FDA issues stern COVID-19 serological test warning

The FDA has warned COVID-19 serological test-makers not to overstate the usefulness – or claim federal approval – of their products, cautioning that it may still be too early for such diagnostics to be meaningful. Unlike more widespread test processes, which look for the coronavirus itself in samples taken from patients, serological tests instead look for the body's immune response to an infection.

It's an important distinction, though one which many people seemingly get confused. By detecting whether the virus itself is present, for example, you can see if the patient is currently infected with COVID-19.

However by looking for the immune response – specifically either antibodies or proteins present in the blood that occur when the body is responding to an infection – you can potentially tell whether the patient had coronavirus, even if they are not currently infected. That's important for assessing populations to see how far COVID-19 spread, and to see how many people might have immunity to future infections. Tt can be less useful for diagnostics, though.

"In the early days of an infection when the body's immune response is still building, antibodies may not be detected," the FDA explains. "This limits the test's effectiveness for diagnosing COVID-19 and why it should not be used as the sole basis to diagnose COVID-19."

COVID-19 serological testing is important, but not a quick fix

That question of timeliness is why widespread testing can't rely on serological methods alone. Currently, the FDA has given extenuating authorization to a single serological test under the Emergency Use Authorization (EUA) process, which is allowing for early applications of medications and testing processes during the coronavirus pandemic. That's Cellex Inc's qSARS-CoV-2 IgG/IgM Rapid Test, which is designed to be used by approved laboratories.

Over 70 further test developers have apparently notified the US Food and Drug Administration that they have serological diagnostics available for use. Right now, though, they're not authorized, and none are able to claim approval by the agency.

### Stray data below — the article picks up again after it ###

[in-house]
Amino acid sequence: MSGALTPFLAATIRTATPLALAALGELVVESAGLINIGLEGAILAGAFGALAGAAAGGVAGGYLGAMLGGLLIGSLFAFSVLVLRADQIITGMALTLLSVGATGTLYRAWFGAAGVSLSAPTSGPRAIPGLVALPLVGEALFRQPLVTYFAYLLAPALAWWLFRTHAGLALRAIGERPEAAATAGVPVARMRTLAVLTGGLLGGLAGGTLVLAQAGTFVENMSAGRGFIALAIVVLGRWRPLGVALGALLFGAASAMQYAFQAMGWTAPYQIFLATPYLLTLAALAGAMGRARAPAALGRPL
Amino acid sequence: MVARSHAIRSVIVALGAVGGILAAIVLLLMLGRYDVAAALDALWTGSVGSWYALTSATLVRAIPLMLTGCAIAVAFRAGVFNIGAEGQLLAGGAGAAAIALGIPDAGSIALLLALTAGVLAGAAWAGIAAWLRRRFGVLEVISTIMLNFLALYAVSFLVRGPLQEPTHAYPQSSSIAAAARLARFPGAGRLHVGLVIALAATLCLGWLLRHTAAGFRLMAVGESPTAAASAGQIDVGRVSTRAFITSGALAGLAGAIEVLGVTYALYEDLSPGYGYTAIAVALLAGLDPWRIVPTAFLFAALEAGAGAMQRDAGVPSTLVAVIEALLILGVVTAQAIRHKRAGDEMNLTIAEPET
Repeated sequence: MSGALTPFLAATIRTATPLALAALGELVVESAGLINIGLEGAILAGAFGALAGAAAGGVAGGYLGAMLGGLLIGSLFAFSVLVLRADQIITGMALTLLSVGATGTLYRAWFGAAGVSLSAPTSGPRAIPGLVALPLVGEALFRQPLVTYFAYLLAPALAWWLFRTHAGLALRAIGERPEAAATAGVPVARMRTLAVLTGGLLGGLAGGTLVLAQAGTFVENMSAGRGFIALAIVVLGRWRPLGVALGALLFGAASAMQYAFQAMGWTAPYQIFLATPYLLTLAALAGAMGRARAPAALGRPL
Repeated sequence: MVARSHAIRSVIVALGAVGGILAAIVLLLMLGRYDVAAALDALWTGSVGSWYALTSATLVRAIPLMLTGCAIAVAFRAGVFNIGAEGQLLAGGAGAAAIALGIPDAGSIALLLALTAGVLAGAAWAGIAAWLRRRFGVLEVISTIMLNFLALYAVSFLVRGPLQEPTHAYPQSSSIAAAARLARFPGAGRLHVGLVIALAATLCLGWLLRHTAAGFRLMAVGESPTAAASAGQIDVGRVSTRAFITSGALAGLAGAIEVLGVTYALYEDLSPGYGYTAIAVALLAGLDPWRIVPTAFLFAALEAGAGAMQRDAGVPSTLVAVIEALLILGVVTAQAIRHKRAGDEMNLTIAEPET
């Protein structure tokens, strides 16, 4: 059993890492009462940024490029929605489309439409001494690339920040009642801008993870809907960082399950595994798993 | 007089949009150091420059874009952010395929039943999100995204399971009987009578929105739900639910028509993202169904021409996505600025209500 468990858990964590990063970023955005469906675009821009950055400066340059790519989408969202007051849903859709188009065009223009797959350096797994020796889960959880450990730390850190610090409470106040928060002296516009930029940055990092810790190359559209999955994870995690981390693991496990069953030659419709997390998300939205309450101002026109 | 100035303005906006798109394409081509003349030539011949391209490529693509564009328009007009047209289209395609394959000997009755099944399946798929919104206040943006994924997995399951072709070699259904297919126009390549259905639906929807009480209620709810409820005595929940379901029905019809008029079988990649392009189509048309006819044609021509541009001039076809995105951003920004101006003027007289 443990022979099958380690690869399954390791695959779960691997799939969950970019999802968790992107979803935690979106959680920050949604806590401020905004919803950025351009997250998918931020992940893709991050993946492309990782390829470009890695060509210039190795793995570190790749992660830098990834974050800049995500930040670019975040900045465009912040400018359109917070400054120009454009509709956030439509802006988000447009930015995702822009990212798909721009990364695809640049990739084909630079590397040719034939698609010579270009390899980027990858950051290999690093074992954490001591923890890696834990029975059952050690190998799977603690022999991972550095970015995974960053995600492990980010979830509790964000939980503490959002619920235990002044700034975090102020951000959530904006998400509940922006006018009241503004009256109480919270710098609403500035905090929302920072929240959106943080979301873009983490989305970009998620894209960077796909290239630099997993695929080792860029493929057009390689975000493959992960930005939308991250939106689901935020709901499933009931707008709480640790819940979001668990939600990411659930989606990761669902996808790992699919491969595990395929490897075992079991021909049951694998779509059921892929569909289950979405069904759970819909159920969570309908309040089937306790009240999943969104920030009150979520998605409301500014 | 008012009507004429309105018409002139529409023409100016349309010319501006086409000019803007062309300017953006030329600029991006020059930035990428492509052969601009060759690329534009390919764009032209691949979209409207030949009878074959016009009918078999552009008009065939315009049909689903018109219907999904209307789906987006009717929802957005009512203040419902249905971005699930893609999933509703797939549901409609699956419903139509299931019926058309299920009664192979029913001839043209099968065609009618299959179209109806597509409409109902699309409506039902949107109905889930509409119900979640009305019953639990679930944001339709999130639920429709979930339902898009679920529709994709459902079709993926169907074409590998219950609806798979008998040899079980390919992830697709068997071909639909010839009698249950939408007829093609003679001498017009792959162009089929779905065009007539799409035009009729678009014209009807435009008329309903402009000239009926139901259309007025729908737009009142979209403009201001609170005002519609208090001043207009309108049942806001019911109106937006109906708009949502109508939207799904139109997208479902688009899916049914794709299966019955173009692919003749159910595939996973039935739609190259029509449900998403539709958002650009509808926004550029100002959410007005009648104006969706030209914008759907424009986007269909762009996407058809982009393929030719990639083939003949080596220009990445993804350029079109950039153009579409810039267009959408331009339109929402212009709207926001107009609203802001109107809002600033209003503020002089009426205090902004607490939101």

"However, some firms are falsely claiming that their serological tests are FDA approved or authorized, or falsely claiming that they can diagnose COVID-19," the FDA says. "The FDA will take appropriate action against firms making false claims or marketing tests that are not accurate and reliable."

Without consistent COVID-19 testing it's tough to assess the response

Currently, at least 42 US states have issued some sort of "stay at home" order, intended to force social isolation policies onto residents. Roughly 95-percent of the population is believed to be affected by one of those orders, though several states continue to refuse to enact the measures.

The challenge lawmakers face is understanding how those efforts are impacting COVID-19's progression. Without consistent, widespread availability of testing, pinning down just how impacted populations are by coronavirus is effectively impossible. Instead, there are only mortality figures to base decisions on.

As of April 7, the US Centers for Disease Control and Prevention (CDC) reported there had been 374,329 cases of COVID-19 in the US. That includes not only the 50 states, but the District of Columbia, Puerto Rico, Guam, the Northern Mariana Islands, and the US Virgin Islands. There have been 12,064 deaths.